West / Regional Reports

Consortium Pushes For Geothermal Use In California

October 25, 2003
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In an effort to bring the success of geoexchange to Southern California, the Geothermal Heat Pump Consortium (GHPC) has been conducting a program to increase the awareness and use of the heating and cooling technology. The primary focus is schools and commercial buildings within Southern California Edison's service territory.

To date this year, GHPC has reached out to more than 1,000 school officials, business owners, architects, and engineers through its educational and training seminars on geoexchange, a system designed to reduce electricity demand, lower utility bills, increase efficiency, and reduce greenhouse gas emissions compared to conventional heating and cooling systems.

"As Governor-elect [Arnold] Schwarzenegger continues to unveil his energy proposals for the state of California, he should take a good look at geoexchange and the incredible energy savings that it offers Californians," said Wael El-Sharif, executive director of GHPC. "Combine that with the technology's ability to reduce greenhouse gas emissions substantially and you get a win-win-win for California."

The consortium is partnering with the Davis, Calif.-based Association for Efficient Environmental Energy Systems.

Save Energy, Costs

Because heating and cooling can account for more than 30 percent of a building's energy costs, El-Sharif stated it's best to reduce energy demand. For that reason, he said technologies that can reduce HVAC energy consumption "provide a more substantial savings."

"We've seen clear indications that electricity demand in California is continuing to rise and while the California Energy Commission has stated that the state's electricity supplies should be sufficient through 2006, some generating companies see the supply waning as early as 2005," said El-Sharif. "That's just 15 months away."

In his estimation, each ton of standard air conditioning that is replaced by geoexchange reduces peak electrical demand by nearly 1 kilowatt (kW). An average home is said to use about 2.5 to 5 tons of air conditioning, 2.0 to 6.0 kW per house. If just one in 12 California homes installed a geoexchange system, the energy savings would equal nine new power plants, said El-Sharif.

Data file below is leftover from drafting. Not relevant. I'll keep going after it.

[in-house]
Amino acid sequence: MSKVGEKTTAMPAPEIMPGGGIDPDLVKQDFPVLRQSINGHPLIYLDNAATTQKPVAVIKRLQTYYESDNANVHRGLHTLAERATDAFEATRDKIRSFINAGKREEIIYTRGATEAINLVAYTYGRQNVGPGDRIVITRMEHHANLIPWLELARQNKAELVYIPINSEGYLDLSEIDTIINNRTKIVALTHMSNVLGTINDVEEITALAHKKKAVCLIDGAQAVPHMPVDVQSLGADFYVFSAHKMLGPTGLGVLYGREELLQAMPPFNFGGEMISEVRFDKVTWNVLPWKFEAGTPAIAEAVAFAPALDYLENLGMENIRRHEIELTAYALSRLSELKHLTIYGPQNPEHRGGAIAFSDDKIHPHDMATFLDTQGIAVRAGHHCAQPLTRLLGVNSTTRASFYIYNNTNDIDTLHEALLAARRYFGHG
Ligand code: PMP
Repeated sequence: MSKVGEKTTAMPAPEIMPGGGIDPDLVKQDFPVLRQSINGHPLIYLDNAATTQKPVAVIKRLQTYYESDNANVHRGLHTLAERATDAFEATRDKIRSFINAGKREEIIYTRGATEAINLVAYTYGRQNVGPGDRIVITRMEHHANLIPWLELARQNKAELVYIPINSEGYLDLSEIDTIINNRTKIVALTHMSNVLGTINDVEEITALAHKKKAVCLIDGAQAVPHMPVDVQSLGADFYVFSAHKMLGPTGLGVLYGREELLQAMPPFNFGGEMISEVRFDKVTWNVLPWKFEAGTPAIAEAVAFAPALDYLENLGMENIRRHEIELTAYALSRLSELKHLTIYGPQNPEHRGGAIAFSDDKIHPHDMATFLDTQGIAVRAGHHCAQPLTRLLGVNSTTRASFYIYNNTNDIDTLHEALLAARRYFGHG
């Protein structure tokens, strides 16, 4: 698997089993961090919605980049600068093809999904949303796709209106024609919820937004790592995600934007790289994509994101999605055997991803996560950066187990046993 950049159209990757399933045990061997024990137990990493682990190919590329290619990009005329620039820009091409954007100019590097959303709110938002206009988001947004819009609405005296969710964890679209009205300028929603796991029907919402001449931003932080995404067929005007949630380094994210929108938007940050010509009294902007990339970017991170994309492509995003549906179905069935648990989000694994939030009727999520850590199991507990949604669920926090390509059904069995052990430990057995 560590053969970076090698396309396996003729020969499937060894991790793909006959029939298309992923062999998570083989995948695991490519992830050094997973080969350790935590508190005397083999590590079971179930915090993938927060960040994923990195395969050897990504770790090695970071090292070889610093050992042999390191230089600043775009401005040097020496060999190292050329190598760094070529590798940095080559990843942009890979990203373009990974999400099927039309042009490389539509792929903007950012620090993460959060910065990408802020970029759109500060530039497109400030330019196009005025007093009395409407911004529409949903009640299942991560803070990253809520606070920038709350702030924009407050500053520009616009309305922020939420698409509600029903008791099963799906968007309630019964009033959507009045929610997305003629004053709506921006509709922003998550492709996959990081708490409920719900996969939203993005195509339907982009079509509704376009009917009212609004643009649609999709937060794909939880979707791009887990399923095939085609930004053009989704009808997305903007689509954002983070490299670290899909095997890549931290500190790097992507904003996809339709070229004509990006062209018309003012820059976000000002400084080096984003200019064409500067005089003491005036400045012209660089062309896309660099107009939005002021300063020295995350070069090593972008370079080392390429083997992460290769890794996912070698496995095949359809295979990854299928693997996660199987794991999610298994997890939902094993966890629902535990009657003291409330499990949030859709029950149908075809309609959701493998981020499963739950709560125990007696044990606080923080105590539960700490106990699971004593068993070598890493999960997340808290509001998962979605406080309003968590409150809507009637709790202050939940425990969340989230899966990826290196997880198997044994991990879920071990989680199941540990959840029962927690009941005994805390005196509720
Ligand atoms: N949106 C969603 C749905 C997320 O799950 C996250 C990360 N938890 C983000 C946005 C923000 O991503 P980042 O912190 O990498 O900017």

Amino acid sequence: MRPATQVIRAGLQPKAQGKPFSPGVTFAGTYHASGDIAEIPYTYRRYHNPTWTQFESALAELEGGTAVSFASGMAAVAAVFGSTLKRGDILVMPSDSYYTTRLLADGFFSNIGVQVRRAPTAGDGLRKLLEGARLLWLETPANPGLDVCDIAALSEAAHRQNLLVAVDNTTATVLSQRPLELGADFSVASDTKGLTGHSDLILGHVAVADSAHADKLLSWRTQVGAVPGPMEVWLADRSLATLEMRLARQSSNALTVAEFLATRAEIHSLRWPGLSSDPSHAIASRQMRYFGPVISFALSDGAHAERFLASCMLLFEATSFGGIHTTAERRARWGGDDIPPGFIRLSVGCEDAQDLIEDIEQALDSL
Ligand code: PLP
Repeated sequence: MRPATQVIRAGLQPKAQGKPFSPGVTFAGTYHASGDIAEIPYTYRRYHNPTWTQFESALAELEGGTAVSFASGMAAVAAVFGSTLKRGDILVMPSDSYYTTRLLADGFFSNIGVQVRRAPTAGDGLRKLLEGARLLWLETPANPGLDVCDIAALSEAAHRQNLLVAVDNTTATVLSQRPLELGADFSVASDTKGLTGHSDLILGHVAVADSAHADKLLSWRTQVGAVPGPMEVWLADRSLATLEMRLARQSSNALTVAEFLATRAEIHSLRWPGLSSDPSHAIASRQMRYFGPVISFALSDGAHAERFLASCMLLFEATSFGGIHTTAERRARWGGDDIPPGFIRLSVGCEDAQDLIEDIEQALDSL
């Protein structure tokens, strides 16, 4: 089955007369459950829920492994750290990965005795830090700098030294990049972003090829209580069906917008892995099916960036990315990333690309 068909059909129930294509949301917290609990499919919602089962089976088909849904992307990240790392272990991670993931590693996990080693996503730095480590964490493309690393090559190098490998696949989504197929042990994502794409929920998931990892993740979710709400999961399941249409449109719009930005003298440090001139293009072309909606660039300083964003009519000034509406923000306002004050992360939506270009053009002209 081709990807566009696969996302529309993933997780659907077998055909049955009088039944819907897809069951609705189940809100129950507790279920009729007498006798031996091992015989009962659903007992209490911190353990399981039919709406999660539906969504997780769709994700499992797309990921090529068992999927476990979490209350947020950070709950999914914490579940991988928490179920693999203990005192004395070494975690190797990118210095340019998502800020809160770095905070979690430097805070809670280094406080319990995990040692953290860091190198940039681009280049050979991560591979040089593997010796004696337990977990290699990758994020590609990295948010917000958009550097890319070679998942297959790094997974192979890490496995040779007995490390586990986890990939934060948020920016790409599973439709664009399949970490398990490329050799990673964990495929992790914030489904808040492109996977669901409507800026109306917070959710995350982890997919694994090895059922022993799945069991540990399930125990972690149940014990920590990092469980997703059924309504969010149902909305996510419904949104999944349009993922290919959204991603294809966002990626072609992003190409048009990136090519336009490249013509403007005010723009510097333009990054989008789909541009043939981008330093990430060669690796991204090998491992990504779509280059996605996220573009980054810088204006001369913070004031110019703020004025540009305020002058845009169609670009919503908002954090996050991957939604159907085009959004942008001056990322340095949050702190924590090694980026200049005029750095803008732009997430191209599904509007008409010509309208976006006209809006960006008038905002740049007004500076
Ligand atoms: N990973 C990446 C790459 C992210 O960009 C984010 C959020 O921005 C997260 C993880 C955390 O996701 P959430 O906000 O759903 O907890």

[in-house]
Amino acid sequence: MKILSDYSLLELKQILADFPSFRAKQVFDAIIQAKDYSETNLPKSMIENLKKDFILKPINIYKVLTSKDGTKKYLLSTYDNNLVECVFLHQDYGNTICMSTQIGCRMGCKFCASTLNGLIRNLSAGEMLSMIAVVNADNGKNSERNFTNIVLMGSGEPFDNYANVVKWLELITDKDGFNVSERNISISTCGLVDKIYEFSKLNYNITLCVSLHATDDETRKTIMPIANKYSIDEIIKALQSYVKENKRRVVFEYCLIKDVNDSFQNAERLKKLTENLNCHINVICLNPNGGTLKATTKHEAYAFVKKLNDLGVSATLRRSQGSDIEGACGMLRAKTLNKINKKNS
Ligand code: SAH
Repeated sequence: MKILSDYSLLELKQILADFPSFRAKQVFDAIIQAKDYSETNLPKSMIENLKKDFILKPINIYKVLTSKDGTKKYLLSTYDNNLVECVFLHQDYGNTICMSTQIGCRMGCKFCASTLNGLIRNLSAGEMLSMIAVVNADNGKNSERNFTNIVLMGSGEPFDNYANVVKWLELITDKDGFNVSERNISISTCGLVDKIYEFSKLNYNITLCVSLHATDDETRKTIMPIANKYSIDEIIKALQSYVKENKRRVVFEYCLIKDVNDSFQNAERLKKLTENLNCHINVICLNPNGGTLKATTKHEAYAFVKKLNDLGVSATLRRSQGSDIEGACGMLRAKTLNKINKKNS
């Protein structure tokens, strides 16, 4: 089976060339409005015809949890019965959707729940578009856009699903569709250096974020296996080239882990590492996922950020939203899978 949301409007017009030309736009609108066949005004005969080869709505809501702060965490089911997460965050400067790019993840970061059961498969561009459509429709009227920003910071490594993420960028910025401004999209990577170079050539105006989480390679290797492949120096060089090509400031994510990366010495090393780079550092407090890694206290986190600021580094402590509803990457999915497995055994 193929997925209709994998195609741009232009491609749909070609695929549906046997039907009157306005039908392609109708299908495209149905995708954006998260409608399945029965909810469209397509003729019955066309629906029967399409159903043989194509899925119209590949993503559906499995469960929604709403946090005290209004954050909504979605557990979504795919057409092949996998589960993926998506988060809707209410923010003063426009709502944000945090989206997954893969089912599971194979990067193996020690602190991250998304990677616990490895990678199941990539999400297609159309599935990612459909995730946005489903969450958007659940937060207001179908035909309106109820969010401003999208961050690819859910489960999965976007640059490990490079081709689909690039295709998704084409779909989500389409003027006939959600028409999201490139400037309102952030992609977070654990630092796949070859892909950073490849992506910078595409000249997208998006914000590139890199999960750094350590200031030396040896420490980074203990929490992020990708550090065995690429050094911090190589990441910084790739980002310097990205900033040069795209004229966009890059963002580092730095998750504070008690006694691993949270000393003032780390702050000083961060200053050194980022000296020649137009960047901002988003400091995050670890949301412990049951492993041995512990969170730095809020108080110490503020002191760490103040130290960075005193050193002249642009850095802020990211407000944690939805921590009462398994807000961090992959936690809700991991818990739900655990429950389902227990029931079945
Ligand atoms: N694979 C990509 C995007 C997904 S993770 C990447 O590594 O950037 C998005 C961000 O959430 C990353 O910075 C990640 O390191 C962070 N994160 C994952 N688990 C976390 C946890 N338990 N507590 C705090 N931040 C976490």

Because they tap the earth's renewable energy, he said geoexchange systems are more efficient than oil- or gas-fired boiler/chiller systems, furnaces, or conventional heat pumps. In the end, they don't burn fossil fuels, nor do they try to extract heat from cold winter air or reject heat to hot summer air.

"They simply move heat from the earth to a building's interior in winter, and pump heat from the interior to the earth in summer. So they cost less to operate. Much less," said El-Sharif.

According to the consortium, building owners with geoexchange units typically realize energy savings of 25 percent to 50 percent over conventional systems.

Geoexchange Technology

The way it works is simple. In winter, warmth is drawn from the earth through a series of pipes, called a loop, installed beneath the ground. A water solution circulating through this piping loop carries the earth's natural warmth to a heat pump inside a building.

The heat pump concentrates the earth's thermal energy and transfers it to air circulated through interior ductwork to reach every space in a school or office building.

In the summer, the process is reversed; heat is extracted from air inside the building and transferred to the biggest "heat sink" of all - Mother Earth - by way of the ground loop piping.

The system has the blessing of the U.S. Environmental Protection Agency, which noted that geoexchange is "one of the most energy-efficient, environmentally friendly heating and cooling technologies available."

For more information on geoexchange technology, contact GHPC at 888-333-4472 or visit www.geoexchange.org.

Publication date: 10/27/2003

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